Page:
Heart failure is a syndrome characterized by several clinical features. Before deciding on treatment, physicians need to evaluate patients individually to establish exactly what is causing the heart failure whether it be myocardial dysfunction, a valve disorder or another underlying problem.
Some of the factors known to contribute to heart failure include:
- Ischemic heart disease or coronary heart disease leading to problems such as angina and heart attack
- Long-term high blood pressure
- Diabetes and obesity
- Cigarette smoking
- Obstructive sleep apnea
- Dilated cardiomyopathy resulting in dilated and enlarged heart muscles that pump blood less effectively
- Viral infection of the heart that may trigger cardiomyopathy
- HIV infection and AIDS that may lead to cardiomyopathy
- Cardiac muscle diseases such as amyloidosis and systemic lupus erythematosus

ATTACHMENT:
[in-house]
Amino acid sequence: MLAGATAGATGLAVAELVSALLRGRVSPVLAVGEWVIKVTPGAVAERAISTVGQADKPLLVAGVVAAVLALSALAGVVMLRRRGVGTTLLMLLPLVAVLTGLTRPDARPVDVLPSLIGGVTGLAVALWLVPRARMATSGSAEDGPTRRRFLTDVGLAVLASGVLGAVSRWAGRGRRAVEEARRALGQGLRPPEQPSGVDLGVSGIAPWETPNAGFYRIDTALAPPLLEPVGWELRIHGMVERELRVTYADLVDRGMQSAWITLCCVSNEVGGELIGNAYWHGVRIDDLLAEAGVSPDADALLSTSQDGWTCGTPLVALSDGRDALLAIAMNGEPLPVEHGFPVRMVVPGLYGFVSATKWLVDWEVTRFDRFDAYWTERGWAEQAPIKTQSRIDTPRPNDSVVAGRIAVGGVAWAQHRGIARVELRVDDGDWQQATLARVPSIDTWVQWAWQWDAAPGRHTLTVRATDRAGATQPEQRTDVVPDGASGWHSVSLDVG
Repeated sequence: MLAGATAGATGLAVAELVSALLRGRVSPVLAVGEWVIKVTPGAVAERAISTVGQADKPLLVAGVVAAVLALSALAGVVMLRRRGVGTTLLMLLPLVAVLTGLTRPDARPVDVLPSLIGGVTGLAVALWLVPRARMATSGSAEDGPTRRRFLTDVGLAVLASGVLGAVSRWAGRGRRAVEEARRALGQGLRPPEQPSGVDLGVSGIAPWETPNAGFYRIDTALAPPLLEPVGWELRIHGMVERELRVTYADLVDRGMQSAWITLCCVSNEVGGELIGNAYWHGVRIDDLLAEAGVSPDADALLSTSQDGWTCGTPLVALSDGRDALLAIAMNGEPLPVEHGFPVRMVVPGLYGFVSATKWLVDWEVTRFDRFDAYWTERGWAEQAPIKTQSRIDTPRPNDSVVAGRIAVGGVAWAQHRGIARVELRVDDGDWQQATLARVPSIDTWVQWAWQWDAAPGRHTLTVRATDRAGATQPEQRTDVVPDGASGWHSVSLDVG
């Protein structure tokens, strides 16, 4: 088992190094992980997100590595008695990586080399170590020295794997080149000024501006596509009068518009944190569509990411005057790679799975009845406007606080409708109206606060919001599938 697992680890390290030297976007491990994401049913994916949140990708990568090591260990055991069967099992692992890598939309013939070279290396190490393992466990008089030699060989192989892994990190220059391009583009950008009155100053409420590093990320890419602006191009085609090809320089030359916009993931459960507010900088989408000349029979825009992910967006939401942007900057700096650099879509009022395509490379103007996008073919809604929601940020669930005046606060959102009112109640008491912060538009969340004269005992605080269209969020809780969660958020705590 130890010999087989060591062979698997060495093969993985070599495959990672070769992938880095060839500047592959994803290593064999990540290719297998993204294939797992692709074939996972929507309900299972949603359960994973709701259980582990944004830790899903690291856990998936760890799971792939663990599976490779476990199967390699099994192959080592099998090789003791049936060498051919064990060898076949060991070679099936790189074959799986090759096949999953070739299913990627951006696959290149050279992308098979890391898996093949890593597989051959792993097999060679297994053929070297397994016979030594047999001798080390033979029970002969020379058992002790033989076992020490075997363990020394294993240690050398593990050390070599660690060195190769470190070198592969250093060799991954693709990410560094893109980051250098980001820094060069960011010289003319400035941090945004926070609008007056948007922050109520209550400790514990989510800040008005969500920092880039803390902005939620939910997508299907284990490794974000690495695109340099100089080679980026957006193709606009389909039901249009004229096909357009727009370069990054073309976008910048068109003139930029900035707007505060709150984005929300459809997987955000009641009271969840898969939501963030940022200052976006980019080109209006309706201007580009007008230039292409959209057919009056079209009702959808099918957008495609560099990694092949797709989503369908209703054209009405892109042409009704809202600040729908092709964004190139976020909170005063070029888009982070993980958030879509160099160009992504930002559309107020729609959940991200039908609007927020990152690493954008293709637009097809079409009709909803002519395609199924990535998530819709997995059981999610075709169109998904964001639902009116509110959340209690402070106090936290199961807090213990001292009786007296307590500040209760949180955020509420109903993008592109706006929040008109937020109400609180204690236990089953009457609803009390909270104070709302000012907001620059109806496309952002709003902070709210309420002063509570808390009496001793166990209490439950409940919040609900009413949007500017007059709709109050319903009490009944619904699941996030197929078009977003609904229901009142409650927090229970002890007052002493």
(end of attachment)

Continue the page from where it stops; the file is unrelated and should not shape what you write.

- Certain medications, cancer chemotherapy agents, drugs of abuse and excess alcohol may also give rise to cardiomyopathies
- Heart rhythm abnormalities or arrhythmias may cause acute or sudden heart failure. An increased heart rate or atrial fibrillation reduces the cardiac output and weakens the heart muscles. It can also increase the risk of thrombosis or a blood clot that may lead to stroke.
Heart valve diseases also give rise to heart failure. There are four one-way valves in the heart. Two of these lie between the right sided and left sided atrium and ventricles. The other two lie at the exits of the ventricles. Damaged or leaking valves increase the amount of work the heart has to do to pump. For example, if the valves are leaking, there is an excess pooling of blood which causes the heart to work harder to pump back-flowing blood, in addition to the blood it would usually pump. If the valves are too tight, the heart muscles need to pump blood at an increased pressure to push it through the narrowing.
Examples of diseases or disorders that increase the risk of heart failure include anemia, overactive thyroid gland (thyrotoxicosis), gram negative septicemia, arteriovenous fistula and Paget's disease.